MS. LONELY: TRIALS AND TRIUMPHS OF A HOI AN EXPAT
Please be nice to me, I have no friends.
If the look I am going for is lonely and nervous, I’m nailing it. I am sitting in a café on my third coffee in a row, doing my best impression of a nonchalant, seasoned local. Deliberately facing the entrance, I look up and flash a dazzling smile at everyone who comes in, pretending to casually look up from my ‘work’. One of them will love to be friends with me. Surely?
I had been in Dingo Deli for approximately two hours, and it was my second day in Hoi An. Craftily, I brought my laptop as a prop to make me look occupied. Truth is, I had nothing much to do except scroll through my Facebook newsfeed. I think everyone on Facebook had decided to post about what an unbelievably amazing time they were having with their millions of friends that day.
Two days into ‘life as an expat’, I am out of my depth. I am a very social person, and having no plans to meet anyone for the day, or any days after, is completely alien to me. I quite simply am alone in a new town, and honestly doubting whether I have made the right decision to move here. What am I supposed to do? I literally have no one here. Take me back to Sydney now, please. A day felt like it lasted a week.
At 2.30pm I looked at my watch, only to then panic again about what I was going to do for the rest of the day. Bed at 8 pm was looking a likely possibility.With the risk of a caffeine overdose growing more and more likely, I knew I had to leave my coffee shop haven. Out I ventured, into the big city lights (OK, beautiful twinkling lanterns) of Hoi An.
I went on a mission to find a bicycle and was decidedly chuffed with myself in finding one in the first homestay I asked. The owner was a miniature, middle-aged lady with a huge smile and a big love for her two ginger kittens. She gave me one to cuddle! I honestly would have paid anything she asked for the bike. I was in a smitten kitten-loving daze, and completely unknowledgeable about the price of hiring a bike. She told me to pay when I brought it back, which was refreshing. Coming from Sydney, where you need to leave your firstborn as a security deposit for that kind of thing, I paid just 20,000vnd on return, about $1.15 Aussie dollars.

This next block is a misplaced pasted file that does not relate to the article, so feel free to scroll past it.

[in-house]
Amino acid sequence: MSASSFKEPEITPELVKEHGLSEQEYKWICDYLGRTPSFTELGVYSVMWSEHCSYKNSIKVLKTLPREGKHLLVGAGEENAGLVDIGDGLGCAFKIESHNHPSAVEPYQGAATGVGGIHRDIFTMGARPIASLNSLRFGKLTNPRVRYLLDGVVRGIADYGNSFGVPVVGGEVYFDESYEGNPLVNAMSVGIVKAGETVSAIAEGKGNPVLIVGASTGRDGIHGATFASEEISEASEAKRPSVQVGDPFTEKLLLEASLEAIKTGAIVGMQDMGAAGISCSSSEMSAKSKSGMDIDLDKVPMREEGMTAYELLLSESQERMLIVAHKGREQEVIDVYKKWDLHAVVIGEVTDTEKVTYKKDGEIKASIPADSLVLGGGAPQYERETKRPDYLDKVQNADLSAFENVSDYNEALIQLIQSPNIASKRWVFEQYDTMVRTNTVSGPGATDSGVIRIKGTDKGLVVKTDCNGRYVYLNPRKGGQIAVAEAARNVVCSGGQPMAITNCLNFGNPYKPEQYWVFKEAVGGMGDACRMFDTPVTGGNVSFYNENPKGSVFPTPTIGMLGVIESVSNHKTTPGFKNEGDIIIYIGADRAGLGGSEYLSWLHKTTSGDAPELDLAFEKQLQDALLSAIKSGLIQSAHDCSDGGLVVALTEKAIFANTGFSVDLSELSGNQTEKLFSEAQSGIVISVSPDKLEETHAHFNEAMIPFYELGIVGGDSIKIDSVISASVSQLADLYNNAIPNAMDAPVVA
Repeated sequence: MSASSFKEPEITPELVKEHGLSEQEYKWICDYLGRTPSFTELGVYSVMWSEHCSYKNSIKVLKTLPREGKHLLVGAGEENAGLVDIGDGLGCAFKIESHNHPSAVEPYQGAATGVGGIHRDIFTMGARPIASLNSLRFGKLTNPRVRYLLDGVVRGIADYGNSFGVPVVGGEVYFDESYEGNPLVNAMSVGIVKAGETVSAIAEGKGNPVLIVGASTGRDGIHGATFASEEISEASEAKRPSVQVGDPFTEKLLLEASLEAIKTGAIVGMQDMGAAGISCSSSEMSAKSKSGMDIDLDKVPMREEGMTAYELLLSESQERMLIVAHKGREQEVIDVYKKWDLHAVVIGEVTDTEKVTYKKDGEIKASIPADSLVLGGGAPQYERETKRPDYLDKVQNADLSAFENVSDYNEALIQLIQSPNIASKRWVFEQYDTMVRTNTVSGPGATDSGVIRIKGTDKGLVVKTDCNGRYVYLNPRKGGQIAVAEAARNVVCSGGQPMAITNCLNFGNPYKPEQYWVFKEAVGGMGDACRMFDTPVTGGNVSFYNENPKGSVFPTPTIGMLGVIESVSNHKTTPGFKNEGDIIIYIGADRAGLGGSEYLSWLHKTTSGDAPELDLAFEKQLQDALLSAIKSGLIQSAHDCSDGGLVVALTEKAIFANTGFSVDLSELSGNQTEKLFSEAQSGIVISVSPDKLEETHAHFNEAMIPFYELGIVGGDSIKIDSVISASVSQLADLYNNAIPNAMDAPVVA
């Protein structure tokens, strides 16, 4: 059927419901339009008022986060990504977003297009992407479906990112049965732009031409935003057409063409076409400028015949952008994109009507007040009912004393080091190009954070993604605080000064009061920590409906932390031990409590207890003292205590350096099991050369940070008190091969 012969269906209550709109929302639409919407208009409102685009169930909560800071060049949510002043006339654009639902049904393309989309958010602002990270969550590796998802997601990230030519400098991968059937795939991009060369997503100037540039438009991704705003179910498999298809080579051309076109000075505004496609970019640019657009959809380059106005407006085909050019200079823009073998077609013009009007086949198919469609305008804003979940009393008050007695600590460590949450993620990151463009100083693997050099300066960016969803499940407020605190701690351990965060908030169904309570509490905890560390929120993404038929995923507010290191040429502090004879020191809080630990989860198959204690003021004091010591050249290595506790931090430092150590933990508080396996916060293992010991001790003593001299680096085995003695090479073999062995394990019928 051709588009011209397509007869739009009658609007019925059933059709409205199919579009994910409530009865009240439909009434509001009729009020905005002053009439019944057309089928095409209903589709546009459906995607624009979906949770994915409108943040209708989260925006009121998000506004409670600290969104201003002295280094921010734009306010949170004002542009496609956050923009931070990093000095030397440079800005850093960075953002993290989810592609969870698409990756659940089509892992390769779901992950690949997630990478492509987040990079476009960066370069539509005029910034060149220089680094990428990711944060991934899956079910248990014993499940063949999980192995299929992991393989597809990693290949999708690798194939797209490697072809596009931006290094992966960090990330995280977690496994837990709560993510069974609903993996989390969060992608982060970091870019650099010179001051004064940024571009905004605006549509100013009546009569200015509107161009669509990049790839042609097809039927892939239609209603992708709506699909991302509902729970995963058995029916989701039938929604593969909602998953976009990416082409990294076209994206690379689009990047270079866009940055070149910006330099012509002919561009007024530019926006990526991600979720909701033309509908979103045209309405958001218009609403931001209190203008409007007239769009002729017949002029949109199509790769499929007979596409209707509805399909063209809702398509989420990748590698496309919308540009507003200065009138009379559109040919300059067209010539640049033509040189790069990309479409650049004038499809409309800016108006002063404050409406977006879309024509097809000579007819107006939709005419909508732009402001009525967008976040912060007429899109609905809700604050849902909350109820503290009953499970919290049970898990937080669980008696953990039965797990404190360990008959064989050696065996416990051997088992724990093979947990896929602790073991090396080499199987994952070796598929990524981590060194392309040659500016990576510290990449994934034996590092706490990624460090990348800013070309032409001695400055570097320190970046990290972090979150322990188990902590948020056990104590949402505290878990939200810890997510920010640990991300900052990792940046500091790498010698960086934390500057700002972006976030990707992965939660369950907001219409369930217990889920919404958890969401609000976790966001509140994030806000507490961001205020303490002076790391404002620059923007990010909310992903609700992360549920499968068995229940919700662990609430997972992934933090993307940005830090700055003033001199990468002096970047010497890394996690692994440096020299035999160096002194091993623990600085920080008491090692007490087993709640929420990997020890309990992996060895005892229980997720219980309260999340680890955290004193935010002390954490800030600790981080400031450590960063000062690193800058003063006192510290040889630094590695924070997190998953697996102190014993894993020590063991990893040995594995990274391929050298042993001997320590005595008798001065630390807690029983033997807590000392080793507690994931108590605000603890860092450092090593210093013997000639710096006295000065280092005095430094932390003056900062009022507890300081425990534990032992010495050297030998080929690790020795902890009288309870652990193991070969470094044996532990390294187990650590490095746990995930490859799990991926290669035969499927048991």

The first task accomplished, now what the hell would I do for the rest of the day?
Building up the courage to talk to someone then chickening out each time, I circled the chaotic, noisy Central Hoi An markets for what felt like ages. Seeking out the friendliest looking market holder, or at least one who wasn’t just shouting at me to come over to their stall, I eventually scored 5 eggs for 25.000 dong. Later that day I was told that I should have only paid 15.000. What a rookie.
Exhausted from all my activities, I called it a day and went back to my place to recover/wallow in my own company for the rest of the evening.
In the days following, I continued to surprise myself with the lengths I went to, to muster up some friends. A low point was spending over two hours in a bar trying to act interested in the tennis on the TV in the hope of striking up a conversation. Nothing screams ‘lonely and desperate’ more than a person hanging out in a bar by themselves. Eventually, I reached out to a girl in a similar position on the expats’ Facebook page and blatantly asked her to be my friend, as she seemed to be in a similar situation to me.
But alongside being a little pathetic, I found a new pride in myself. I put myself out there. It felt odd to just write to someone and ask them if they wanted to hang out, but I did it and lost nothing. In fact, it worked. I made a friend.
It was then that a miracle happened. Finally, I had something to put in my lonely social calendar! A local beach bar was hosting an event, and my only friend in the world invited me to come along. There was hope on the horizon, I may meet people! Relief washed over me as I was introduced to others who had made the move to Hoi An. Some had been here months, some years–but suddenly I could see a glimpse into a possible future for myself. With views of the ocean and a few beers and a banh mi under my belt, I felt worlds away from the lonely coffee shop dweller I was only days ago. Plans to go out at the weekend were made, Facebook friend requests sent and received. It was official, I had a social life again!
So, it has now been a full week into my life here in Hoi An. A couple of coffee dates and a big night out later, and I can proudly announce,
I HAVE FRIENDS!